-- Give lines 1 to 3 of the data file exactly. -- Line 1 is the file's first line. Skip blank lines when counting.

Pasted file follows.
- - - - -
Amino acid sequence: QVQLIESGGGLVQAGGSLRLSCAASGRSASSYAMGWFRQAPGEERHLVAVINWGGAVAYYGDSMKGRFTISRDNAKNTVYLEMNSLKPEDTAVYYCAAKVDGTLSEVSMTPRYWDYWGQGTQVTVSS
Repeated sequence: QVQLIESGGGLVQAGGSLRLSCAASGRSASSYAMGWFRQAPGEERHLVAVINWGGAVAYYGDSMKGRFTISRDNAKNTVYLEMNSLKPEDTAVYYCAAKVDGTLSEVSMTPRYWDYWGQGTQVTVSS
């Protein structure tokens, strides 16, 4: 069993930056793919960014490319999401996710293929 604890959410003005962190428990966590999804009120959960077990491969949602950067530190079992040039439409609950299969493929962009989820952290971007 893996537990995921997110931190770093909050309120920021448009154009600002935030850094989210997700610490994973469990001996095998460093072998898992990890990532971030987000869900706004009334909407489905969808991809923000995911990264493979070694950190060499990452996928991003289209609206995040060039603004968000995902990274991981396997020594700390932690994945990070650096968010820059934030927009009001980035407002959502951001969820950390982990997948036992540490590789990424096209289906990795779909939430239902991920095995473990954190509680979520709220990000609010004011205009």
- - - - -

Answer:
Amino acid sequence: QVQLIESGGGLVQAGGSLRLSCAASGRSASSYAMGWFRQAPGEERHLVAVINWGGAVAYYGDSMKGRFTISRDNAKNTVYLEMNSLKPEDTAVYYCAAKVDGTLSEVSMTPRYWDYWGQGTQVTVSS
Repeated sequence: QVQLIESGGGLVQAGGSLRLSCAASGRSASSYAMGWFRQAPGEERHLVAVINWGGAVAYYGDSMKGRFTISRDNAKNTVYLEMNSLKPEDTAVYYCAAKVDGTLSEVSMTPRYWDYWGQGTQVTVSS
């Protein structure tokens, strides 16, 4: 069993930056793919960014490319999401996710293929 604890959410003005962190428990966590999804009120959960077990491969949602950067530190079992040039439409609950299969493929962009989820952290971007 893996537990995921997110931190770093909050309120920021448009154009600002935030850094989210997700610490994973469990001996095998460093072998898992990890990532971030987000869900706004009334909407489905969808991809923000995911990264493979070694950190060499990452996928991003289209609206995040060039603004968000995902990274991981396997020594700390932690994945990070650096968010820059934030927009009001980035407002959502951001969820950390982990997948036992540490590789990424096209289906990795779909939430239902991920095995473990954190509680979520709220990000609010004011205009």